At the outset, an e-services project in the health care context in many ways seemed an uncomfortable fit. Tasked with the role of eliminating distraction for the nurse who is at the centre of communications in this setting, this would be no easy solution. Answerable to doctors, patients and relatives, which on top of the demands of their own role, the nurse is pulled in all directions at any point in time. Unsurprisingly, the initial concept phase threw up two issues. One, the true value of the e-solution in an environment that necessitates human contact. Two, the fact that the addition of further devices is likely to add to the already meta distractions. Appreciably, cost saving was likely to be a top priority, but I couldn't help wonder if this measure, which undoubtedly saves money in the short term, doesn't create a greater cost outlay in the longterm.
Research literature exploring distraction in other contexts unearthed, not technological solutions, but self-management practises. As you might expect in the era of gagetitis, there is a corresponding epidemic of distraction. In all kinds of work environments and roles, from engineers to pilots, a compulsory 'quiet time' (a dedicated period of time to work without distractions: emails, phone calls, alerts, etc) were being implemented to create periods of focused work. This measure was found to increase productivity and output. This helped our team understand the optimal solution - to create a digital solution that could indicate which nurses were available and could be disturbed, and those who could not.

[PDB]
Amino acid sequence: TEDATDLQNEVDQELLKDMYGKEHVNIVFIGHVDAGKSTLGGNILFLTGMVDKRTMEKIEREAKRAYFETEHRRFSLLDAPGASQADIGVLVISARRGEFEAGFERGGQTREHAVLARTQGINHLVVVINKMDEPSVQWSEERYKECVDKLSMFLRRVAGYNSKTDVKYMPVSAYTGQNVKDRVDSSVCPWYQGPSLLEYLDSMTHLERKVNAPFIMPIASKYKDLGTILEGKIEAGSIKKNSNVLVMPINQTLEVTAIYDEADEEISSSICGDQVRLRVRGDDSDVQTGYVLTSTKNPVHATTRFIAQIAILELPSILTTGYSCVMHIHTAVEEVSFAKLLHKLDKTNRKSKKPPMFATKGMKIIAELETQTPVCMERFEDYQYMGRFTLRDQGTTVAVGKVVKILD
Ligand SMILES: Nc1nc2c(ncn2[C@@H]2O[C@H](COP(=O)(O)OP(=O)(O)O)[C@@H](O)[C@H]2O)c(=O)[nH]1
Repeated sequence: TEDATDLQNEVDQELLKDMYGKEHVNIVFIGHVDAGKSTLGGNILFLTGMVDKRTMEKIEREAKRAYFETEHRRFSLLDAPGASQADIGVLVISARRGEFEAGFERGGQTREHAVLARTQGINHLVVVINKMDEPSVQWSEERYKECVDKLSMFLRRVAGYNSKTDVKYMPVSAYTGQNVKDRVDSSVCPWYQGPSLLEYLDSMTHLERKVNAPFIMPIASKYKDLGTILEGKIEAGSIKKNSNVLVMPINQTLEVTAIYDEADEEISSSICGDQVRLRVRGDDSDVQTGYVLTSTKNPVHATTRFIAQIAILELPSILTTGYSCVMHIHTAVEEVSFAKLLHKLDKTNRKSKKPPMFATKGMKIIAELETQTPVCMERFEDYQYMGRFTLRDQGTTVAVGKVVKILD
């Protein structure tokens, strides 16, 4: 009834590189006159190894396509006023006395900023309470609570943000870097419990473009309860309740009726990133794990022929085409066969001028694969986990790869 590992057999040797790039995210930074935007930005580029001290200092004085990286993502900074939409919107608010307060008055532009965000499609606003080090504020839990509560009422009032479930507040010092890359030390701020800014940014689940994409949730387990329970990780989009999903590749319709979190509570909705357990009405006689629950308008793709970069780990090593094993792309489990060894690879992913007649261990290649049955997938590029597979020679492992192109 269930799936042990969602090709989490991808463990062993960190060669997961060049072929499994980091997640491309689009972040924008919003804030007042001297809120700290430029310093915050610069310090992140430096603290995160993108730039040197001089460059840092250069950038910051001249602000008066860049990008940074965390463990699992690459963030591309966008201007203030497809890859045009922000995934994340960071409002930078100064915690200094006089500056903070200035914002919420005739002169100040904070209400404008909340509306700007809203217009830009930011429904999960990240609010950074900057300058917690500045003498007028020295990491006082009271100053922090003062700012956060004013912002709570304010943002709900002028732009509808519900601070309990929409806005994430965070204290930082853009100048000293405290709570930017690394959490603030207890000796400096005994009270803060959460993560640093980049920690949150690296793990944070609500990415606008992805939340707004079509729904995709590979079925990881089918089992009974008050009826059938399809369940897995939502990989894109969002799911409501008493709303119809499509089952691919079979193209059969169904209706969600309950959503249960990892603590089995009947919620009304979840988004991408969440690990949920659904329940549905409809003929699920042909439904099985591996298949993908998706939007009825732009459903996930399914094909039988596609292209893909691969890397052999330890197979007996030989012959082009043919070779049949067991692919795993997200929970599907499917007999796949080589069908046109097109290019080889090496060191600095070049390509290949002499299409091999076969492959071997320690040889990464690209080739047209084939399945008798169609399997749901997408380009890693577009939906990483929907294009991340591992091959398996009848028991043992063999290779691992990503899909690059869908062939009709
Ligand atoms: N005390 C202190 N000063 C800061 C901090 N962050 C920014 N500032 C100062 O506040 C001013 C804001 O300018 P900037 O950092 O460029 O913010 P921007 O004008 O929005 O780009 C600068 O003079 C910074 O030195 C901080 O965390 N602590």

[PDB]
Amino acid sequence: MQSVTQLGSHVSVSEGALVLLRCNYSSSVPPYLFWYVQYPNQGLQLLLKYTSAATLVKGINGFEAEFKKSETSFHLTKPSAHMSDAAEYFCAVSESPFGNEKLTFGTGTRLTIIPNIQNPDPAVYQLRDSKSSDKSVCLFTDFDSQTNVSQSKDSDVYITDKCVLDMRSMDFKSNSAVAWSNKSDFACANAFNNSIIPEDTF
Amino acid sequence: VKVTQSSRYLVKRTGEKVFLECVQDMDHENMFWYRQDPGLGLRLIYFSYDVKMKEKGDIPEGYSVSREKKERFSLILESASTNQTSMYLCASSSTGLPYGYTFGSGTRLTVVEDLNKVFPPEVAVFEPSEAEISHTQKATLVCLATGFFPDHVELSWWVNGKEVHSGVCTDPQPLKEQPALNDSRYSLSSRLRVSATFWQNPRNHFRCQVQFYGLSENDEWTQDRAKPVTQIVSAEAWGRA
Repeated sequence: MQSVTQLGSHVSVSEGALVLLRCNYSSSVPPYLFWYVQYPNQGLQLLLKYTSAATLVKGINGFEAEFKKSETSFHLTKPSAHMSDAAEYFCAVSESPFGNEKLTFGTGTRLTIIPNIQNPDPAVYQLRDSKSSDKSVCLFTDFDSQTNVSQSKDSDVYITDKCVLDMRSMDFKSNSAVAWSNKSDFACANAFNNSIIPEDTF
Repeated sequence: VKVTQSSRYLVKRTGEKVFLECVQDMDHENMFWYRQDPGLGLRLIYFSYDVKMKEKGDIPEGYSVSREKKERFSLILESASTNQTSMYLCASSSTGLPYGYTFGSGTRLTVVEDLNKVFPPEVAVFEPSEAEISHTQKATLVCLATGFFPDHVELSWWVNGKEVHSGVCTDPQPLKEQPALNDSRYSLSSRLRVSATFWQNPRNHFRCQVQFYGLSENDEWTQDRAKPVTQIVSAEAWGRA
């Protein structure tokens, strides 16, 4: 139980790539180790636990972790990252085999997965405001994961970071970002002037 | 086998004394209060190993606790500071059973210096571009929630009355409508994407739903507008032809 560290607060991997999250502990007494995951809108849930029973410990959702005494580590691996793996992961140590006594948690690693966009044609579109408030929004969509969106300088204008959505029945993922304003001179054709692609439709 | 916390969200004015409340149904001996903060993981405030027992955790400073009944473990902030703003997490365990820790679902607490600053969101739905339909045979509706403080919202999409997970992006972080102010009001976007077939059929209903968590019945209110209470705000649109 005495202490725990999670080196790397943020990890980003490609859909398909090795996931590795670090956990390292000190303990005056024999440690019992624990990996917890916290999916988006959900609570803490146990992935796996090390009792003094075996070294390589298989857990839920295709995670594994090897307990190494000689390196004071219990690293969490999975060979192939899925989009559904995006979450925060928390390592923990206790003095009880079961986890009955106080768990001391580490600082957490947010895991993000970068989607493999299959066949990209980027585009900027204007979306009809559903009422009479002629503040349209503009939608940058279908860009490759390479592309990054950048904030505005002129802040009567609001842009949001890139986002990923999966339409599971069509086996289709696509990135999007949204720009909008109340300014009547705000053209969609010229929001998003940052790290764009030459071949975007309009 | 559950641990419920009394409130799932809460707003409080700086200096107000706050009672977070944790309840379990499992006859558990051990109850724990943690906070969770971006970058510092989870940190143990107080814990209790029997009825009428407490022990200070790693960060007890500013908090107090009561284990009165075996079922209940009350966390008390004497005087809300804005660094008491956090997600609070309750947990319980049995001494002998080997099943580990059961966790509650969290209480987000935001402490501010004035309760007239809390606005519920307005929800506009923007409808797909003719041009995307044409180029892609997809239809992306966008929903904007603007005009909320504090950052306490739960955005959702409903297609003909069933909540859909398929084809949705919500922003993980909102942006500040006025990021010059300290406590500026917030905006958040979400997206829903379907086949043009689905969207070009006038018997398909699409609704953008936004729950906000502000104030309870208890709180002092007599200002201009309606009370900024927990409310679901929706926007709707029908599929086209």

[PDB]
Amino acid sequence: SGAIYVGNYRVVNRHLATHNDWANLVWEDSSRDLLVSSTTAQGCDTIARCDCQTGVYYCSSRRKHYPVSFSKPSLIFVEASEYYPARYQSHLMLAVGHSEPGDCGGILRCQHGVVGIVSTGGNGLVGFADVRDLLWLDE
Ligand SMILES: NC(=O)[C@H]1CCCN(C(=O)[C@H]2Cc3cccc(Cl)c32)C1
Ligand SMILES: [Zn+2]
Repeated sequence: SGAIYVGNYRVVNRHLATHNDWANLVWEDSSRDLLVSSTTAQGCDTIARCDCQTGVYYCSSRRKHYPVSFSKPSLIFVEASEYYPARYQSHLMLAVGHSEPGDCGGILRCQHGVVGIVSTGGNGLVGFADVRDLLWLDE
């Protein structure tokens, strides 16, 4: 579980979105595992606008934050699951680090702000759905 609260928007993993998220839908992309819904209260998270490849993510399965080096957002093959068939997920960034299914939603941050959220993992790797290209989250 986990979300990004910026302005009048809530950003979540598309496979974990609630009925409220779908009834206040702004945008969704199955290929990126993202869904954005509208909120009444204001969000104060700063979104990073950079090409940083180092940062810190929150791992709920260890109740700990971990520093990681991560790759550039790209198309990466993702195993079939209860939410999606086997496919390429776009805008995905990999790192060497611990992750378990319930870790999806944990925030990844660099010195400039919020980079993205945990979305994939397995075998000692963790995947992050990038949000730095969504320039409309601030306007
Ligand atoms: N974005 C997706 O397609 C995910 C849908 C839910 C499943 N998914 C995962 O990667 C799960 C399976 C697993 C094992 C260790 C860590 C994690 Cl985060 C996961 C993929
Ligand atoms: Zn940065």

The unholy alliance, however was an undercurrent throughout our investigation, in an industry where the human element is answering not one direct need, but a thousand indirect ones owing to the nature of this need. When the relative asks the nurse the time the doctor or consultant is due, they aren't merely asking for the specific time, but for a thousand reassurances that can only be provided through human contact. They are asking for presence and attention in the face of crisis and stress. They are creating downtime to escape fear and the present; all healthy and necessary reactions to make it through all the stages asked of them in those moments. Providing the same information via a tablet that a relative can pick up and scan isn't answering that need. It's answering a question and between the two lies a world.
Everywhere more and more self service machines are cropping up eliminating the human element. An element that can never be replaced and the danger of doing so is untold. It will certainly only create more problems from the consumer perspective and experience. Facebook hasn't replaced a human conversation and there is no solution to addressing that need, beyond addressing that need. And as our cyberspace gets more and more crowded with notifications and alerts, it is unlikely we will become less distracted and more disciplined, the opposite is true. There are limitations to evoking a digital response that makes us feel cared for and human. As time moves forward, I grow increasingly sure that the answer doesn't always lie in an app, and that despite it being a time-friendly solution that can be developed in nano-time for the purposes of a few weeks project work, it doesn’t always answer the problem. At the heart of most services is human contact, the greatest, most memorable and impactful touchpoint. Ultimately, how we feel has an impact in terms of how we relate to the business's we are dealing with. There is something to be said for putting the human back into business and the integrity back into relations. And I'm willing to bet that the pay off will be significant.